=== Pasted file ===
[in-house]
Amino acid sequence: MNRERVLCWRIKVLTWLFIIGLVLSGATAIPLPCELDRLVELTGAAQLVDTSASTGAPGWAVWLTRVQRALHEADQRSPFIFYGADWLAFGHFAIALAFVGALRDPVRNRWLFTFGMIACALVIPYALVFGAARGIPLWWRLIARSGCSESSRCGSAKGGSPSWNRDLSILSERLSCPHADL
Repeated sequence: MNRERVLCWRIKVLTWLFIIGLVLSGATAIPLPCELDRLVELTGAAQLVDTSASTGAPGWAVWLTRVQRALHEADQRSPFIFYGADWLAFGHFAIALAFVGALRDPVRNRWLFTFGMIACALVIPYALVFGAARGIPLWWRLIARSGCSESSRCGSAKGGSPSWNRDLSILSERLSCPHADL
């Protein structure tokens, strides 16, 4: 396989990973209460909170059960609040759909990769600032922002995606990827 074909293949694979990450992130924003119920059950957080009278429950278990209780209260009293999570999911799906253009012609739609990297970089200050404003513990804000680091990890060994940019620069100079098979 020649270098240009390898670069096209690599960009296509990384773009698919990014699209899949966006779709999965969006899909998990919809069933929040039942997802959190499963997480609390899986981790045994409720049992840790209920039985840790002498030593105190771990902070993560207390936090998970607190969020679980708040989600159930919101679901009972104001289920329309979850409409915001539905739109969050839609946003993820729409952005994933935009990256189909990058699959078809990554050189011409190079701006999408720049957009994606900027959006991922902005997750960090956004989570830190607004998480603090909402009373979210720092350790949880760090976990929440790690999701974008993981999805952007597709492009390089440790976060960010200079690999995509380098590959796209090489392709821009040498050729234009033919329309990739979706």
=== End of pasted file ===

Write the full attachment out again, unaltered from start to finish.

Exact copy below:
[in-house]
Amino acid sequence: MNRERVLCWRIKVLTWLFIIGLVLSGATAIPLPCELDRLVELTGAAQLVDTSASTGAPGWAVWLTRVQRALHEADQRSPFIFYGADWLAFGHFAIALAFVGALRDPVRNRWLFTFGMIACALVIPYALVFGAARGIPLWWRLIARSGCSESSRCGSAKGGSPSWNRDLSILSERLSCPHADL
Repeated sequence: MNRERVLCWRIKVLTWLFIIGLVLSGATAIPLPCELDRLVELTGAAQLVDTSASTGAPGWAVWLTRVQRALHEADQRSPFIFYGADWLAFGHFAIALAFVGALRDPVRNRWLFTFGMIACALVIPYALVFGAARGIPLWWRLIARSGCSESSRCGSAKGGSPSWNRDLSILSERLSCPHADL
């Protein structure tokens, strides 16, 4: 396989990973209460909170059960609040759909990769600032922002995606990827 074909293949694979990450992130924003119920059950957080009278429950278990209780209260009293999570999911799906253009012609739609990297970089200050404003513990804000680091990890060994940019620069100079098979 020649270098240009390898670069096209690599960009296509990384773009698919990014699209899949966006779709999965969006899909998990919809069933929040039942997802959190499963997480609390899986981790045994409720049992840790209920039985840790002498030593105190771990902070993560207390936090998970607190969020679980708040989600159930919101679901009972104001289920329309979850409409915001539905739109969050839609946003993820729409952005994933935009990256189909990058699959078809990554050189011409190079701006999408720049957009994606900027959006991922902005997750960090956004989570830190607004998480603090909402009373979210720092350790949880760090976990929440790690999701974008993981999805952007597709492009390089440790976060960010200079690999995509380098590959796209090489392709821009040498050729234009033919329309990739979706």